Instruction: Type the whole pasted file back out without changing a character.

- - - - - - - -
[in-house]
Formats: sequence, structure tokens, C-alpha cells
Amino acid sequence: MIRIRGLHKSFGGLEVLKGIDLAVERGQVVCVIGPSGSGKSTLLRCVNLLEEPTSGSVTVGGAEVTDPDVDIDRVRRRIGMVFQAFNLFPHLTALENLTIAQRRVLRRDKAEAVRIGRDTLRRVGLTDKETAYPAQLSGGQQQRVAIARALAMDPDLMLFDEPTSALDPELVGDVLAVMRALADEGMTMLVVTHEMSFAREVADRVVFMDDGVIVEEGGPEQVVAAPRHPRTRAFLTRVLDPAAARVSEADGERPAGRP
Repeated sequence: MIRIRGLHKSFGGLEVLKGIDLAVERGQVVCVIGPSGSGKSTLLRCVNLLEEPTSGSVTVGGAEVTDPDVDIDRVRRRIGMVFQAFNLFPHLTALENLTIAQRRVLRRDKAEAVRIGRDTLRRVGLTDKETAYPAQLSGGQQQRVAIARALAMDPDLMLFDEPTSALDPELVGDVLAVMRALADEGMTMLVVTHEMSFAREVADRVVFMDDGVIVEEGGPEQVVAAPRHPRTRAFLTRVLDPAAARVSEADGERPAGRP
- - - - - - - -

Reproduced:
[in-house]
Formats: sequence, structure tokens, C-alpha cells
Amino acid sequence: MIRIRGLHKSFGGLEVLKGIDLAVERGQVVCVIGPSGSGKSTLLRCVNLLEEPTSGSVTVGGAEVTDPDVDIDRVRRRIGMVFQAFNLFPHLTALENLTIAQRRVLRRDKAEAVRIGRDTLRRVGLTDKETAYPAQLSGGQQQRVAIARALAMDPDLMLFDEPTSALDPELVGDVLAVMRALADEGMTMLVVTHEMSFAREVADRVVFMDDGVIVEEGGPEQVVAAPRHPRTRAFLTRVLDPAAARVSEADGERPAGRP
Repeated sequence: MIRIRGLHKSFGGLEVLKGIDLAVERGQVVCVIGPSGSGKSTLLRCVNLLEEPTSGSVTVGGAEVTDPDVDIDRVRRRIGMVFQAFNLFPHLTALENLTIAQRRVLRRDKAEAVRIGRDTLRRVGLTDKETAYPAQLSGGQQQRVAIARALAMDPDLMLFDEPTSALDPELVGDVLAVMRALADEGMTMLVVTHEMSFAREVADRVVFMDDGVIVEEGGPEQVVAAPRHPRTRAFLTRVLDPAAARVSEADGERPAGRP